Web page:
Feeds

What ever happened to storing pics with electron cannons?

Blue Blue's digital photo beam

  • alert
  • submit to reddit

Top 5 reasons to deploy VMware with Tegile

Electron cannon!

IBM's Almaden laboratory in Silicon Valley had previously worked on system using a similar photo-storage concept for the CIA during the 1950s to store the agency's sizable library of microfilm documents. IBM peddled the idea to the Atomic Energy folk and they liked it. IBM was offered a $2.1m contract for two machines: one at the Lawrence Livermore National Lab and the other at Lawrence Berkeley National Lab. Later, two more systems were ordered for the National Security Agency and one for the Los Alamos National Lab.

The IBM 1360 had four main units: the data controller, the photo-digital recorder, the photo-digital reader, and the cell file and control. With more cell file units, a system could be expanded to store about two trillion bits of data.

Photo-Digital Recorder unit

Cell File and Control unit

Inside the knickknack-cabinet-looking cell file and control unit was stored data written on small pieces of high-resolution photographic film called "chips." About five million bits (~0.59MB) could be burned into a single chip, each one measuring 1.3 x 2.7 inches (3cm x 6.86cm).

Data was recorded on the chips using a concentrated beam of electrons shot from tungsten filaments in the turret of the Photo-Digital Storage system's internal electron gun. Individual blank chips were positioned in a vacuum chamber, then data sent from a host computer was recorded by sweeps of the beam across the chip surface. Dark and clear spots scored on the chip corresponded with binary ones and zeros. Each chip was divided into 32 frames containing 300 lines with 300 bits per line. The 1360 would record data one frame at a time at a rate of about a half million bits per second.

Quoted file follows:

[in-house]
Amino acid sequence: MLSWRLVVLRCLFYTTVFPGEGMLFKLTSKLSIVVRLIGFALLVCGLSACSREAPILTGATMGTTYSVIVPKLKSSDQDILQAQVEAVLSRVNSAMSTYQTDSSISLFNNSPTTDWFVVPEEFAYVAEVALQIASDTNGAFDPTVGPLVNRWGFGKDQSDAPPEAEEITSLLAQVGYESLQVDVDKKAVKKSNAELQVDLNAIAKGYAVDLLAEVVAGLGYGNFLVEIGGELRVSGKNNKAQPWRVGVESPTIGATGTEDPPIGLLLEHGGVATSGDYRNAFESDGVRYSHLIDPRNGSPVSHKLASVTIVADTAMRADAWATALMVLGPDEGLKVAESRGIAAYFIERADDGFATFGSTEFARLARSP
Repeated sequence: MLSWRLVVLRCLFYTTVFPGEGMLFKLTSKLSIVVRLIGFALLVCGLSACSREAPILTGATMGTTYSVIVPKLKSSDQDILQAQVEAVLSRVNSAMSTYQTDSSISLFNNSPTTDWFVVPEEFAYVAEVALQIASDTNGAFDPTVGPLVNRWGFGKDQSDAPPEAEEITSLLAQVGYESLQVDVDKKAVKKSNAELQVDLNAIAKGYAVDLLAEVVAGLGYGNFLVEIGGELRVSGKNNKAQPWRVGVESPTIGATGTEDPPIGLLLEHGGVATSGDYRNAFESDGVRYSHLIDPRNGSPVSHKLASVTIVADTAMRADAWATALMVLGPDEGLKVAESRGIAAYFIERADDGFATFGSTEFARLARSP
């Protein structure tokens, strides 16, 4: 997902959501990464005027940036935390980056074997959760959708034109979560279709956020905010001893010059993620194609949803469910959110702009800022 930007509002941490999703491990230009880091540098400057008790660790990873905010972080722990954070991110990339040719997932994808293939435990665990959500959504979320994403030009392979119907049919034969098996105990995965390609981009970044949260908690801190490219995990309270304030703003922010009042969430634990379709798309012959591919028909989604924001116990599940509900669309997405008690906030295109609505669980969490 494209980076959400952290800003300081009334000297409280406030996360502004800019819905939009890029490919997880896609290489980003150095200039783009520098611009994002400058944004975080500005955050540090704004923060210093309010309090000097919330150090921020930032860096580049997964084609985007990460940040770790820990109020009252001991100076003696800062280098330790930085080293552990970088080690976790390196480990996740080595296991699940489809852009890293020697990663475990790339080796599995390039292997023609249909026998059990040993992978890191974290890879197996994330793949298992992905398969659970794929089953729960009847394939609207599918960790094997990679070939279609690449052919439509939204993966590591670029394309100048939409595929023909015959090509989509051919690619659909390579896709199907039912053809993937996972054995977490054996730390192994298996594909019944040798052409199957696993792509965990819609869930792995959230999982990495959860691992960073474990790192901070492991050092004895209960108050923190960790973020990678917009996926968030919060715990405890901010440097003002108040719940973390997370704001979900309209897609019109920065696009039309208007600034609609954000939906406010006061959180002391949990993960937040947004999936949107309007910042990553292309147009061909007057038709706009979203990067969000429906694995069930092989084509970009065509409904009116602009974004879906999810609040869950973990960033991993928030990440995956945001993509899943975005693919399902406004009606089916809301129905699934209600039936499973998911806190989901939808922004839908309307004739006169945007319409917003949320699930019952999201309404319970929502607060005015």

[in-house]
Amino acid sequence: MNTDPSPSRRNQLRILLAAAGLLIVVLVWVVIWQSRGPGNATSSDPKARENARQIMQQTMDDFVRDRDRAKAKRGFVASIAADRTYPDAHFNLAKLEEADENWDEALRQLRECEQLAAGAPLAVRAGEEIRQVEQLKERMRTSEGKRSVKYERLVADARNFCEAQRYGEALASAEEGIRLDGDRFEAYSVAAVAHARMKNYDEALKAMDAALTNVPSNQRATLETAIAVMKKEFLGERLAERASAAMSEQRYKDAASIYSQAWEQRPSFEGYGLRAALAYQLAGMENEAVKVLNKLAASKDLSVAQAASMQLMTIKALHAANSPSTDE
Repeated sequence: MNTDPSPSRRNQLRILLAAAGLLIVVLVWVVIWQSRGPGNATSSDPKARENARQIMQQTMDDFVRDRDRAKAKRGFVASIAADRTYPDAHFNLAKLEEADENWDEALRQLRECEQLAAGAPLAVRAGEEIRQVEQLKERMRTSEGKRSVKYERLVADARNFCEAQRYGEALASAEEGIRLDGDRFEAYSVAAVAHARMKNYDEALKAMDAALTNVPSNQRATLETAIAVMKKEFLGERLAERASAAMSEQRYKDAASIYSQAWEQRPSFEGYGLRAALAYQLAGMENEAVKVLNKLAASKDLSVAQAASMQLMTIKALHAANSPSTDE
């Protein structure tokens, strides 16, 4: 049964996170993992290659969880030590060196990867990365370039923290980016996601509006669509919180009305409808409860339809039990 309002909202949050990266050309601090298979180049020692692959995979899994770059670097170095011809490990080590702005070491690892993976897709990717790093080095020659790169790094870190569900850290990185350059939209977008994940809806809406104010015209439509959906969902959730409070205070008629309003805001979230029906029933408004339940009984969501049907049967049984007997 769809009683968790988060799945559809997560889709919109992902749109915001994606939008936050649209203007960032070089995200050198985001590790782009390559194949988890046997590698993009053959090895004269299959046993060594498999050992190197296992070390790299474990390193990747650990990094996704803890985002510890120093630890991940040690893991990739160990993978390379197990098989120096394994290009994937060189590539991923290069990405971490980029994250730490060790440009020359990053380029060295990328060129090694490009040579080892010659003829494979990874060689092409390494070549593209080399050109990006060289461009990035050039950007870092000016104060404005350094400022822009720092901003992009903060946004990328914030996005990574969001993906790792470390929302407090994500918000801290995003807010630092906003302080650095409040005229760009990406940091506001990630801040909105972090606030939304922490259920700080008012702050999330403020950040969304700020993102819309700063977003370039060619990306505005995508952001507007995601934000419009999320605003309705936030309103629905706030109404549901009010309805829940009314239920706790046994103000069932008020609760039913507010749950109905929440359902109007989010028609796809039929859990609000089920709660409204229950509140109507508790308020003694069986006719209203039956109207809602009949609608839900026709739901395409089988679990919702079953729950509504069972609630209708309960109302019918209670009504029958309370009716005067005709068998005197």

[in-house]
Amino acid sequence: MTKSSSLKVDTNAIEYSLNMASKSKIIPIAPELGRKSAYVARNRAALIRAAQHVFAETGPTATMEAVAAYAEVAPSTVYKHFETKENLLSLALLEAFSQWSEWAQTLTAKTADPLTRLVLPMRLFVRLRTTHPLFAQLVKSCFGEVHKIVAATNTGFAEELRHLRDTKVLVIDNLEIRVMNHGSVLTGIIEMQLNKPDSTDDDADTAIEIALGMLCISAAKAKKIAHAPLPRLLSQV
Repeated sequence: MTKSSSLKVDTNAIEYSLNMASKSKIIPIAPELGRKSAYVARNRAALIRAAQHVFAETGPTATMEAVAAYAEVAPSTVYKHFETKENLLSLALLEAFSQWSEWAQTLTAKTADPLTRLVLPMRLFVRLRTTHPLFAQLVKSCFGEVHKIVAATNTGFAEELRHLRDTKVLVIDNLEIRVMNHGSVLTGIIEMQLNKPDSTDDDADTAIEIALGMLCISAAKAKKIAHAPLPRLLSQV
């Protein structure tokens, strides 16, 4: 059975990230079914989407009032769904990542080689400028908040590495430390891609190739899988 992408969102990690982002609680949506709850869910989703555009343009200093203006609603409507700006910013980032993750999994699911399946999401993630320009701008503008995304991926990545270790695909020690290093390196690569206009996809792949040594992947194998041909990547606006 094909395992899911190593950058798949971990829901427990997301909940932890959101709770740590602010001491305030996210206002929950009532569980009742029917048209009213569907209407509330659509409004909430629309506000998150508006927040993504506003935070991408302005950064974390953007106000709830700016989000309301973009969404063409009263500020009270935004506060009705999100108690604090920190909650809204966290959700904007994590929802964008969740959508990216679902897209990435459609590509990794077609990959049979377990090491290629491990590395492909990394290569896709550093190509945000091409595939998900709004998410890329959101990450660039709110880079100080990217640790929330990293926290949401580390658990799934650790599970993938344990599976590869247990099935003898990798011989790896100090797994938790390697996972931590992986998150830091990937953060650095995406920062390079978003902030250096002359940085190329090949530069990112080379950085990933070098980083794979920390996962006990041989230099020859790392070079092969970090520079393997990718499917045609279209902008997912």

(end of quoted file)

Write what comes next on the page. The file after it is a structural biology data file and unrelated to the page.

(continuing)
The electron beam-painted chips would then be developed inside the machine using developer, stop, and fix chemicals stored in the recorder unit. After processing, the chips were packed into protective plastic "cells," (which are about the size of a pack of cigarettes) and sent to the storage unit's cabinets by way of a pneumatic blower system made for two-way travel.

Inside the cabinet

Host in the cell

When data was read, it was sucked from its cabinet into a reader station. A robo-arm then held the cell in front of a scanner which would process the bits.

Top 5 reasons to deploy VMware with Tegile

Next page: Electron cannon!

More from The Register

next story
BOFH: WHERE did this 'fax-enabled' printer UPGRADE come from?
Don't worry about that cable, it's part of the config
Azure TITSUP caused by INFINITE LOOP
Fat fingered geo-block kept Aussies in the dark
You think the CLOUD's insecure? It's BETTER than UK.GOV's DATA CENTRES
We don't even know where some of them ARE – Maude
Want to STUFF Facebook with blatant ADVERTISING? Fine! But you must PAY
Pony up or push off, Zuck tells social marketeers
Yahoo! blames! MONSTER! email! OUTAGE! on! CUT! CABLE! bungle!
Weekend woe for BT as telco struggles to restore service
Oi, Europe! Tell US feds to GTFO of our servers, say Microsoft and pals
By writing a really angry letter about how it's harming our cloud business, ta
prev story

Whitepapers

Why cloud backup?
Combining the latest advancements in disk-based backup with secure, integrated, cloud technologies offer organizations fast and assured recovery of their critical enterprise data.
A strategic approach to identity relationship management
ForgeRock commissioned Forrester to evaluate companies’ IAM practices and requirements when it comes to customer-facing scenarios versus employee-facing ones.
Reg Reader Research: SaaS based Email and Office Productivity Tools
Read this Reg reader report which provides advice and guidance for SMBs towards the use of SaaS based email and Office productivity tools.
Internet Security Threat Report 2014
An overview and analysis of the year in global threat activity: identify, analyze, and provide commentary on emerging trends in the dynamic threat landscape.
Top 5 reasons to deploy VMware with Tegile
Data demand and the rise of virtualization is challenging IT teams to deliver storage performance, scalability and capacity that can keep up, while maximizing efficiency.